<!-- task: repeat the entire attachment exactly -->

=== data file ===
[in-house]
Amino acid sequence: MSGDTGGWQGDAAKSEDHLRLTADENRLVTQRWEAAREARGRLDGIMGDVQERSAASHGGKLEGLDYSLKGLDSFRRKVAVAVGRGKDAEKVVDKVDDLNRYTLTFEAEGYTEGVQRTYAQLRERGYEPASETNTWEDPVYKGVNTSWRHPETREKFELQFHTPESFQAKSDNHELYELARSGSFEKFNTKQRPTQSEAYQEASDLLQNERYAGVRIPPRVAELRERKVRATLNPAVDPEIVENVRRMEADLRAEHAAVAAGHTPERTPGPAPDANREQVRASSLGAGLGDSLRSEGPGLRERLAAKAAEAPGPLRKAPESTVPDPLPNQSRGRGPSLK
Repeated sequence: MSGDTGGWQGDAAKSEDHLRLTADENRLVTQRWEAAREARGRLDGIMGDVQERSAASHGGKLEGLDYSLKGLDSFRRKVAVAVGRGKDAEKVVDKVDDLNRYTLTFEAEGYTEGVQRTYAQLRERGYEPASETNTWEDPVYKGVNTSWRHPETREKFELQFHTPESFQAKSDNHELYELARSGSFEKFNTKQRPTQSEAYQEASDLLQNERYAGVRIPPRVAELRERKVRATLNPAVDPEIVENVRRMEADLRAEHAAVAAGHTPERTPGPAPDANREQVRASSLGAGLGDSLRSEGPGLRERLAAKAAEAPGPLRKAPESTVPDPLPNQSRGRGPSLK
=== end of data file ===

[in-house]
Amino acid sequence: MSGDTGGWQGDAAKSEDHLRLTADENRLVTQRWEAAREARGRLDGIMGDVQERSAASHGGKLEGLDYSLKGLDSFRRKVAVAVGRGKDAEKVVDKVDDLNRYTLTFEAEGYTEGVQRTYAQLRERGYEPASETNTWEDPVYKGVNTSWRHPETREKFELQFHTPESFQAKSDNHELYELARSGSFEKFNTKQRPTQSEAYQEASDLLQNERYAGVRIPPRVAELRERKVRATLNPAVDPEIVENVRRMEADLRAEHAAVAAGHTPERTPGPAPDANREQVRASSLGAGLGDSLRSEGPGLRERLAAKAAEAPGPLRKAPESTVPDPLPNQSRGRGPSLK
Repeated sequence: MSGDTGGWQGDAAKSEDHLRLTADENRLVTQRWEAAREARGRLDGIMGDVQERSAASHGGKLEGLDYSLKGLDSFRRKVAVAVGRGKDAEKVVDKVDDLNRYTLTFEAEGYTEGVQRTYAQLRERGYEPASETNTWEDPVYKGVNTSWRHPETREKFELQFHTPESFQAKSDNHELYELARSGSFEKFNTKQRPTQSEAYQEASDLLQNERYAGVRIPPRVAELRERKVRATLNPAVDPEIVENVRRMEADLRAEHAAVAAGHTPERTPGPAPDANREQVRASSLGAGLGDSLRSEGPGLRERLAAKAAEAPGPLRKAPESTVPDPLPNQSRGRGPSLK